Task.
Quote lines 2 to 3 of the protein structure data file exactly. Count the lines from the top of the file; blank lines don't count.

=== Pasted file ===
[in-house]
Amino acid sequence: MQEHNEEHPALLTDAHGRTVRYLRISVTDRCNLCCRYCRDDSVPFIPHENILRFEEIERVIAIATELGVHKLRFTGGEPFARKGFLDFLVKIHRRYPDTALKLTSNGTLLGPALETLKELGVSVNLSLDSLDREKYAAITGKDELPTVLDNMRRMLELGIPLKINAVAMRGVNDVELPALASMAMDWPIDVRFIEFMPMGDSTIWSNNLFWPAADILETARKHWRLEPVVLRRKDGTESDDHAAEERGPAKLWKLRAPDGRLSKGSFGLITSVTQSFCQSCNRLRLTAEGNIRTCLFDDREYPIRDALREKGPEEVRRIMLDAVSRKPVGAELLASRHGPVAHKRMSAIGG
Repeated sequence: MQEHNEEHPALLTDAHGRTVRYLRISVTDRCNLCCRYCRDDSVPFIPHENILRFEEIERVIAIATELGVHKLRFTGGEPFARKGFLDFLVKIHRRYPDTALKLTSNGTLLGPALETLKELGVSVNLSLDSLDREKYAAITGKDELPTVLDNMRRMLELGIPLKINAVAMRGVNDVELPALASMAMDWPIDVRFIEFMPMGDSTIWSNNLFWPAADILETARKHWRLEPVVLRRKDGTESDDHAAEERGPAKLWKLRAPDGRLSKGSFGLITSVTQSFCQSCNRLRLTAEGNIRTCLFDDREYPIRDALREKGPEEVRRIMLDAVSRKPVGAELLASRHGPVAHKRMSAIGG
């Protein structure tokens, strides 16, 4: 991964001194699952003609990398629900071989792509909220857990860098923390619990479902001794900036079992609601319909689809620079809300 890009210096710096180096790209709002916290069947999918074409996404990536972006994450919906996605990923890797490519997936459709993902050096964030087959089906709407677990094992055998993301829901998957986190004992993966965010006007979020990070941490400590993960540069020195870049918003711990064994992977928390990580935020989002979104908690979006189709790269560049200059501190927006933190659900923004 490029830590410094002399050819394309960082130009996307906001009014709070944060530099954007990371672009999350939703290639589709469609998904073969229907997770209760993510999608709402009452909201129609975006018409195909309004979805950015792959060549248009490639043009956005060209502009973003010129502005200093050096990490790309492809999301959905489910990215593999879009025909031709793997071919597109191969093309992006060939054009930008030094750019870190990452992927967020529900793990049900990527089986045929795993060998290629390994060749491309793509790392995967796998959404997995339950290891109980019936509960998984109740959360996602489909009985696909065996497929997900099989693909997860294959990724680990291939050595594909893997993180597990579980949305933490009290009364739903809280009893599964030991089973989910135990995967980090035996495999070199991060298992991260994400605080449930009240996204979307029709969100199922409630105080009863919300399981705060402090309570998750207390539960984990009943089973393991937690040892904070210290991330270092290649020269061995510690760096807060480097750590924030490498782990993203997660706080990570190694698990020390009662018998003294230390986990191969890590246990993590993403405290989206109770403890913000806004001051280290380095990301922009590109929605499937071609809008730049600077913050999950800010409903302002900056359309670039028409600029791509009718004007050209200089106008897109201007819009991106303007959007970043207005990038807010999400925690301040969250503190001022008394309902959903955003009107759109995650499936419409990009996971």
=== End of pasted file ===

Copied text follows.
Amino acid sequence: MQEHNEEHPALLTDAHGRTVRYLRISVTDRCNLCCRYCRDDSVPFIPHENILRFEEIERVIAIATELGVHKLRFTGGEPFARKGFLDFLVKIHRRYPDTALKLTSNGTLLGPALETLKELGVSVNLSLDSLDREKYAAITGKDELPTVLDNMRRMLELGIPLKINAVAMRGVNDVELPALASMAMDWPIDVRFIEFMPMGDSTIWSNNLFWPAADILETARKHWRLEPVVLRRKDGTESDDHAAEERGPAKLWKLRAPDGRLSKGSFGLITSVTQSFCQSCNRLRLTAEGNIRTCLFDDREYPIRDALREKGPEEVRRIMLDAVSRKPVGAELLASRHGPVAHKRMSAIGG
Repeated sequence: MQEHNEEHPALLTDAHGRTVRYLRISVTDRCNLCCRYCRDDSVPFIPHENILRFEEIERVIAIATELGVHKLRFTGGEPFARKGFLDFLVKIHRRYPDTALKLTSNGTLLGPALETLKELGVSVNLSLDSLDREKYAAITGKDELPTVLDNMRRMLELGIPLKINAVAMRGVNDVELPALASMAMDWPIDVRFIEFMPMGDSTIWSNNLFWPAADILETARKHWRLEPVVLRRKDGTESDDHAAEERGPAKLWKLRAPDGRLSKGSFGLITSVTQSFCQSCNRLRLTAEGNIRTCLFDDREYPIRDALREKGPEEVRRIMLDAVSRKPVGAELLASRHGPVAHKRMSAIGG